Data Replication with Raft Consensus
YugaByte DB replicates data in order to survive failures while continuing to maintain consistency of data and not requiring operator intervention. Replication Factor (or RF) is the number of copies of data in a YugaByte universe. Fault Tolerance (or FT) of a YugaByte universe is the maximum number of node failures it can survive while continuing to preserve correctness of data. FT and RF are highly correlated. To achieve a FT of k nodes, the universe has to be configured with a RF of (2k + 1).
Strong write consistency
Replication of data in YugaByte DB is achieved at the level of tablets, using tablet-peers. Each tablet comprises of a set of tablet-peers - each of which stores one copy of the data belonging to the tablet. There are as many tablet-peers for a tablet as the replication factor, and they form a Raft group. The tablet-peers are hosted on different nodes to allow data redundancy on node failures. Note that the replication of data between the tablet-peers is strongly consistent.
The figure below illustrates three tablet-peers that belong to a tablet (tablet 1). The tablet-peers are hosted on different YB-TServers and form a Raft group for leader election, failure detection and replication of the write-ahead logs.
The first thing that happens when a tablet starts up is to elect one of the tablet-peers as the leader using the Raft protocol. This tablet leader now becomes responsible for processing user-facing write requests. It translates the user-issued writes into DocDB updates, which it replicates among the tablet-peers using Raft to achieve strong consistency. The set of DocDB updates depends on the user-issued write, and involves locking a set of keys to establish a strict update order, and optionally reading the older value to modify and update in case of a read-modify-write operation. The Raft log is used to ensure that the database state-machine of a tablet is replicated amongst the tablet-peers with strict ordering and correctness guarantees even in the face of failures or membership changes. This is essential to achieving strong consistency.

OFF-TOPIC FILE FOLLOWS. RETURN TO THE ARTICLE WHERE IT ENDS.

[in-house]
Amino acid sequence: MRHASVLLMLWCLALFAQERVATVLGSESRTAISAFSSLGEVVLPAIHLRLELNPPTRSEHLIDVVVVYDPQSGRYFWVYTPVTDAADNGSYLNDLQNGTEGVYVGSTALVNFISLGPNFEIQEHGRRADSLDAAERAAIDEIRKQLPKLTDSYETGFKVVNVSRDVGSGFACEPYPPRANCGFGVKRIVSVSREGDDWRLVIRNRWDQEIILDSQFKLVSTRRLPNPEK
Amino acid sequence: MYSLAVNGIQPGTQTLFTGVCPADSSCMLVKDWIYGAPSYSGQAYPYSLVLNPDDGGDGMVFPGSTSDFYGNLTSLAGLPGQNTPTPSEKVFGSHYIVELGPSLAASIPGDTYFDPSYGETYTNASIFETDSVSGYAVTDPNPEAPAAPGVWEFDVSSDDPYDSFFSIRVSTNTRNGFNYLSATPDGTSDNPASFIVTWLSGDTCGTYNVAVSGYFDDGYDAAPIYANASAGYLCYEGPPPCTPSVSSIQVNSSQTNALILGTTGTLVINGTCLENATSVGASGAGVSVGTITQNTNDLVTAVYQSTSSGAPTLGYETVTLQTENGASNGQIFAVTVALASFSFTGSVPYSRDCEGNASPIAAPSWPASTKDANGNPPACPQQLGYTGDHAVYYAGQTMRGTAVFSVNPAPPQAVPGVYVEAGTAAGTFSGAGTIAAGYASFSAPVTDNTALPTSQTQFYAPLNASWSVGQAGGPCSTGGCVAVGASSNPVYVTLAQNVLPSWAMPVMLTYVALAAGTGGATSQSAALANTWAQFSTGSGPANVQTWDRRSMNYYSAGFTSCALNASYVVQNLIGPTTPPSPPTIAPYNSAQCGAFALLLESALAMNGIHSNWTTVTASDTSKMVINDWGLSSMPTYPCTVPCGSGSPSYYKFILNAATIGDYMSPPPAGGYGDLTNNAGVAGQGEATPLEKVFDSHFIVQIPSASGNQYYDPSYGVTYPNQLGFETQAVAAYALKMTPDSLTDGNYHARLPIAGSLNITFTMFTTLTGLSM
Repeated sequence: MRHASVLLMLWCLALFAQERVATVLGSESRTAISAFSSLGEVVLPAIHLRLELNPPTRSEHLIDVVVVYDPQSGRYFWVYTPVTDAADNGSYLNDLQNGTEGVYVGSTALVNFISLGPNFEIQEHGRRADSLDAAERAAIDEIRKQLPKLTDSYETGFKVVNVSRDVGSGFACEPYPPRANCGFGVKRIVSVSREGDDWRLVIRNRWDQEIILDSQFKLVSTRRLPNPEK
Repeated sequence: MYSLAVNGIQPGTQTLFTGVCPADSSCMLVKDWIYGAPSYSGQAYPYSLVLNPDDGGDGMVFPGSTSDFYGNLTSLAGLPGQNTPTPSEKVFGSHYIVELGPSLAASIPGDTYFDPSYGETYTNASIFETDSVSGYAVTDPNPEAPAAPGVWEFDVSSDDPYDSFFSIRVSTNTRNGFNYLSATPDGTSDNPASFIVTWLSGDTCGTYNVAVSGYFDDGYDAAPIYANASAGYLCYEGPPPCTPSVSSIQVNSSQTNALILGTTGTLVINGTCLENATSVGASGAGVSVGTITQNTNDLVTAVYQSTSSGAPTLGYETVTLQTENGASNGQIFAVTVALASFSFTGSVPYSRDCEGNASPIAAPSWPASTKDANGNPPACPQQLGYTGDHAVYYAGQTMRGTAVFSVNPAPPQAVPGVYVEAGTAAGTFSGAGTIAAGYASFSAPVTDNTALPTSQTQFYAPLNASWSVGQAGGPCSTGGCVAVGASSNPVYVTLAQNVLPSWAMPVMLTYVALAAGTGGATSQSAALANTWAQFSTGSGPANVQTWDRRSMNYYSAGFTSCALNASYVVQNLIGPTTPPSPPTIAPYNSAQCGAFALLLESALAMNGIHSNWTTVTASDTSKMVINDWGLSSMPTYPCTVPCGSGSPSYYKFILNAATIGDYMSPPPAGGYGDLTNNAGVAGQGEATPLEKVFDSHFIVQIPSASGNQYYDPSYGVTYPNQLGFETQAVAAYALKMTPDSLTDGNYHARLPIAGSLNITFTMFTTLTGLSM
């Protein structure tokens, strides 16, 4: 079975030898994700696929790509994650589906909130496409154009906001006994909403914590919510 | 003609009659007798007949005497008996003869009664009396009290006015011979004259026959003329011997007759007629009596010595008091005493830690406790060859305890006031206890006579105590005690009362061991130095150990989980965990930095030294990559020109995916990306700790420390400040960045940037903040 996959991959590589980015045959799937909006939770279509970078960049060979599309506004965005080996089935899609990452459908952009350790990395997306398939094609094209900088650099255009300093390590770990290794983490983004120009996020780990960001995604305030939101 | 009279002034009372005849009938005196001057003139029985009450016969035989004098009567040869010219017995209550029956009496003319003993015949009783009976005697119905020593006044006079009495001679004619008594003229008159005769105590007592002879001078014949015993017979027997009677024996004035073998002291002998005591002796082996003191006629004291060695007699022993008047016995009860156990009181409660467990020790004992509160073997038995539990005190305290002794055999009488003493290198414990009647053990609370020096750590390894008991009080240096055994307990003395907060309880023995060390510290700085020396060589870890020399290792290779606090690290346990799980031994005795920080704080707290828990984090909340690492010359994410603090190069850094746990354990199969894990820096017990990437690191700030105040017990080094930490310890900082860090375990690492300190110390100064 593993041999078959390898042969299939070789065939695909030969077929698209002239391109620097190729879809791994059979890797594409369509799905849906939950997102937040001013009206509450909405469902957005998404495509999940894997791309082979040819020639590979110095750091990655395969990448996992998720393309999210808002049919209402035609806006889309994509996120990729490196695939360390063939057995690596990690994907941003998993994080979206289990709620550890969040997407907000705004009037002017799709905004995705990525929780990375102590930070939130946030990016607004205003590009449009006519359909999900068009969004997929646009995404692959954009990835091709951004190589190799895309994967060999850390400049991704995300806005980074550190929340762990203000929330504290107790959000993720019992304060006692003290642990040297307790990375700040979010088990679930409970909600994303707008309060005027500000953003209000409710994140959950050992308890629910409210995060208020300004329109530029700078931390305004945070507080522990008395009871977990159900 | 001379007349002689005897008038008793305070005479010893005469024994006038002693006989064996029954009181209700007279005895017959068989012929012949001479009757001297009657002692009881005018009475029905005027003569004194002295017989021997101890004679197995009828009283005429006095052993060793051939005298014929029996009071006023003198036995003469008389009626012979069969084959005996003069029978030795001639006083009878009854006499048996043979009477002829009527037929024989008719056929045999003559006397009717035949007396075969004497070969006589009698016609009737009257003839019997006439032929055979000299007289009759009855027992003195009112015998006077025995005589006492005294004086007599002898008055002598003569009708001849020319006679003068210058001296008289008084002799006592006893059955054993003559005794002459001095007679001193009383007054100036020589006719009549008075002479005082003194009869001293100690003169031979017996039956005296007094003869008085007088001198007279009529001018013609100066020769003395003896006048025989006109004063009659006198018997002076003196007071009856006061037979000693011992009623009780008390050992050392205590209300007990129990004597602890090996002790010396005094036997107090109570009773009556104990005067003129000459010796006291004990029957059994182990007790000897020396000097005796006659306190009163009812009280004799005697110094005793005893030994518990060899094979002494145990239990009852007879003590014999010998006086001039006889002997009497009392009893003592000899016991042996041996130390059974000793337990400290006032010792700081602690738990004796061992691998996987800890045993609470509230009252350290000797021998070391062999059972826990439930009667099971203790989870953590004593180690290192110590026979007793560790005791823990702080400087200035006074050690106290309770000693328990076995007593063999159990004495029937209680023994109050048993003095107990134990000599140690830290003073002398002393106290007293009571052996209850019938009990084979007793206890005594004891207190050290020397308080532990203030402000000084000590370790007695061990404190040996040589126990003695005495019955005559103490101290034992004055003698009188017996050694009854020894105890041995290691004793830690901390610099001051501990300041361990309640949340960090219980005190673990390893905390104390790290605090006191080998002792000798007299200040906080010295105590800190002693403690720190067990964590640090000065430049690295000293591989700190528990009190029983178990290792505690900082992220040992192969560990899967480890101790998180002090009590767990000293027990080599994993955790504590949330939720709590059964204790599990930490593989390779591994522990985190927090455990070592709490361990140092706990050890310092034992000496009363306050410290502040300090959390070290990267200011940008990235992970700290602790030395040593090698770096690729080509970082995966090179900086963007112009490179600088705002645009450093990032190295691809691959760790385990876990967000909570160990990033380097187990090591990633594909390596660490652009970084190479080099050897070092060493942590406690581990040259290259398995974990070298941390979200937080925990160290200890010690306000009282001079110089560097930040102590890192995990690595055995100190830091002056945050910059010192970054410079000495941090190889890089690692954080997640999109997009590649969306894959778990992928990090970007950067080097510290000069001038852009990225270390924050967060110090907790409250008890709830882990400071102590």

Once the Raft log is replicated to a majority of tablet-peers and successfully persisted on the majority, the write is applied into DocDB and is subsequently available for reads. Details of DocDB, which is a log structured merge-tree (LSM) database, is covered in a subsequent section. Once the write is persisted on disk by DocDB, the write entries can be purged from the Raft log. This is performed as a controlled background operation without any impact to the foreground operations.
Tunable read consistency
Only the tablet leader can process user-facing write and read requests. Note that while this is the case for strongly consistent reads, YugaByte DB offers reading from followers with relaxed guarantees which is desired in some deployment models]. All other tablet-peers are called followers and merely replicate data, and are available as hot standbys that can take over quickly in case the leader fails.
In addition to the core distributed consensus based replication, YugaByte DB extends Raft to add read-only replicas (aks observer nodes) that do not participate in writes but get a timeline consistent copy of the data inan asynchronous manner. Nodes in remote datacenters can thus be added in “read-only” mode. This is primarily for cases where latency of doing a distributed consensus based write is not tolerable for some workloads. This read-only node (or timeline-consistent node) is still strictly better than eventual consistency, because with the latter the application’s view of the data can move back and forth in time and is hard to program to.